The UN system last year spent about US$9B on peacekeeping operations, some in quite hopeless situations.
Yet a fraction of these amounts was invested in prevention of potential or emerging conflicts, much of it raised through voluntary contributions.
Donor fatigue is now the overwhelming feature of special pledging events.
The UN can no longer afford the consequences of its inability to prevent or resolve conflict.
There is little doubt that the use of, or threat to use, the veto in the Security Council is a huge contributing factor to the current state of affairs which, for most of our tenure bore a striking resemblance to the Cold War era.
None of the permanent members should be proud of that.
And nor should the UN membership put up with it.
I said earlier that during our two years on the Council we managed at some stage to annoy pretty much all of our friends.
If we left anyone out, then I can assure you that we managed to rectify that in the Nuclear Suppliers Group or some other multi-lateral organisation.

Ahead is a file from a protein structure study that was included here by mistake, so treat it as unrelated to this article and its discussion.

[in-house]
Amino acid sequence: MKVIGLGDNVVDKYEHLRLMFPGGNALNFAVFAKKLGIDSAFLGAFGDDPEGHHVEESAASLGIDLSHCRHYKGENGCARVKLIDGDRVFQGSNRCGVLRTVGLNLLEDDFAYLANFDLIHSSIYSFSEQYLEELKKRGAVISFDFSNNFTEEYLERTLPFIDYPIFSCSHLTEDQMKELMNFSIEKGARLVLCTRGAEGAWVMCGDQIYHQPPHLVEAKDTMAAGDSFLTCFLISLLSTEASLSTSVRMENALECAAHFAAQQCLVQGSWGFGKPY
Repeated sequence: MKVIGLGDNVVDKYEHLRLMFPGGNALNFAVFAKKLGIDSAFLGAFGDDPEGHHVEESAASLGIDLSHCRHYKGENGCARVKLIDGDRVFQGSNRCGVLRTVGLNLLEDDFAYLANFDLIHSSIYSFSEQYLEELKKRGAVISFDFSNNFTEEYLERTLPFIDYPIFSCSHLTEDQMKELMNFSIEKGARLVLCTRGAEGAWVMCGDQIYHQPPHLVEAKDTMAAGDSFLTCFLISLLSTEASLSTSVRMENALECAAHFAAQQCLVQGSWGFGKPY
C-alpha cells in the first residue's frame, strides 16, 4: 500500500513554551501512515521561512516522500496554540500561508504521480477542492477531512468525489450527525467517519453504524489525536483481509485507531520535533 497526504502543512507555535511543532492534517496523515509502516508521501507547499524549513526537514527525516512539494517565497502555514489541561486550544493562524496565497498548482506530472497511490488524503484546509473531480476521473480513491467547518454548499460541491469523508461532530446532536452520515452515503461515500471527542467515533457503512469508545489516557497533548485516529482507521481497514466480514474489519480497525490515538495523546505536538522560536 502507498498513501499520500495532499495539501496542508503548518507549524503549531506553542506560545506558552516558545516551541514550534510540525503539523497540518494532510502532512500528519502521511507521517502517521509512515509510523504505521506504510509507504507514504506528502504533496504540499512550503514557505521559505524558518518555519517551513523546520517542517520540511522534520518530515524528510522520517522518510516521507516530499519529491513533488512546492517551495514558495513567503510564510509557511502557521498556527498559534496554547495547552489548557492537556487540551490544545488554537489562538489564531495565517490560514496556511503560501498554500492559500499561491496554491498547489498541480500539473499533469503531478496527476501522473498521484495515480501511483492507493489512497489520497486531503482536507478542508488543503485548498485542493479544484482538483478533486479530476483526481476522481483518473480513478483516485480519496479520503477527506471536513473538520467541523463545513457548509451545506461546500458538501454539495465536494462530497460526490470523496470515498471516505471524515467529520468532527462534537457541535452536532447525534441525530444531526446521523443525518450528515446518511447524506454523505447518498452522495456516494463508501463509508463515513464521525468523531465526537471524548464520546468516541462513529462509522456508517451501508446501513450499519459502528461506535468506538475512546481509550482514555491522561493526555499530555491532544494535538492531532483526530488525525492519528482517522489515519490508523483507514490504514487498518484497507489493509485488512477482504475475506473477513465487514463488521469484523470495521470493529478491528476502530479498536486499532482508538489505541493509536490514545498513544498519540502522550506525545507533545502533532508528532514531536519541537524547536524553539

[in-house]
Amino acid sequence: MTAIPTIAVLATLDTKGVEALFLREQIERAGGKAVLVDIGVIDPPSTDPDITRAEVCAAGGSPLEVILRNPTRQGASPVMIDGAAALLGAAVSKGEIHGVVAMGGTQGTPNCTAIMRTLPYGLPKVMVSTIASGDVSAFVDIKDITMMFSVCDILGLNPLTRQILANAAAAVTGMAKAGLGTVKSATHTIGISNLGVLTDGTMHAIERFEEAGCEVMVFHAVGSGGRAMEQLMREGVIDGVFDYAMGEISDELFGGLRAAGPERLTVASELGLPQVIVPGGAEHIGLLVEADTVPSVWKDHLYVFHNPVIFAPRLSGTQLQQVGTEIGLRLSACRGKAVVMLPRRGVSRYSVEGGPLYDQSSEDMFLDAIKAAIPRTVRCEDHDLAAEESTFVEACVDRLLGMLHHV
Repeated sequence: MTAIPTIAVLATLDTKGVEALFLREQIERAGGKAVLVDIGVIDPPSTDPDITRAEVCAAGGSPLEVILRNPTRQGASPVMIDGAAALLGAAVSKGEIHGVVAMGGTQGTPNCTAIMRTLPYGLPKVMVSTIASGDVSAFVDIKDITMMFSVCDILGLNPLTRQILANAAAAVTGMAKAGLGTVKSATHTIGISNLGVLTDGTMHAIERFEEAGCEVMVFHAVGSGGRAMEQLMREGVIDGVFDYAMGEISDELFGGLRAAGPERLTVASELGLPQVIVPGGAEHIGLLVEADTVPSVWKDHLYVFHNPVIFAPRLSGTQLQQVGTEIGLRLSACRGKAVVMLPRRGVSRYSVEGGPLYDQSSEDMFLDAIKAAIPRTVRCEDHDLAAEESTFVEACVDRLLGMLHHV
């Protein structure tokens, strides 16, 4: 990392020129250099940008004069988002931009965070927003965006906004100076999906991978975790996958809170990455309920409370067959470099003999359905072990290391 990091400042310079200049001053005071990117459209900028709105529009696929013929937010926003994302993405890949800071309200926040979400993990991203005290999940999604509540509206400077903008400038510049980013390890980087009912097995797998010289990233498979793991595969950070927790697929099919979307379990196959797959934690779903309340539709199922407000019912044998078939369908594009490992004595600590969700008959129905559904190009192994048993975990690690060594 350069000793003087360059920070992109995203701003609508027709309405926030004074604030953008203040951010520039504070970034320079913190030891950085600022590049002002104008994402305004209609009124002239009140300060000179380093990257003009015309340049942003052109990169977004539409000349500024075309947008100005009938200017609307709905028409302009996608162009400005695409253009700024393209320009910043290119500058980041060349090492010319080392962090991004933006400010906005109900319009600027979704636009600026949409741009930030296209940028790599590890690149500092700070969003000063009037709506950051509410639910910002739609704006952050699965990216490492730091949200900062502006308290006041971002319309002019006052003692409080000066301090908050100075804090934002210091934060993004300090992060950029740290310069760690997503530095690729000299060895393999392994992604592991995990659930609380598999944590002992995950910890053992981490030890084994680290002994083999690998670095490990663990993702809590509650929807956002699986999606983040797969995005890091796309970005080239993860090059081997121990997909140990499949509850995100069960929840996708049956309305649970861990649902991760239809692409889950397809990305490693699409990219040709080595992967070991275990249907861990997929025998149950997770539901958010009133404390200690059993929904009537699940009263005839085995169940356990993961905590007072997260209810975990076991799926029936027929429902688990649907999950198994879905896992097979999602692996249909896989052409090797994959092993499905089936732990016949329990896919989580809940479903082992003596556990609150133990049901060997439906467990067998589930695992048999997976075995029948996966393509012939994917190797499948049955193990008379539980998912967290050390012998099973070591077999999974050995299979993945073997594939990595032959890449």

It would be counterproductive for me, even at this late stage, to provide a comprehensive list of these occasions.
But it would be very remiss of me to leave office without recording my appreciation of the quite extraordinary cover that I received from Prime Minister Key to maintain a consistent New Zealand line on matters of importance to our values and brand, sometimes in the face of personal calls to him from the leaders of the largest and most powerful countries in the world.
One of the most important commitments we made prior to being elected was to focus strongly on New Zealand’s responsibilities in the Pacific.
While I will leave office without achieving everything I would have liked to achieve in this respect, I can look back on a period of significant progress.
With NZ’s support, the Pacific has made enormous progress in its tuna fishery – the region’s single greatest economic asset.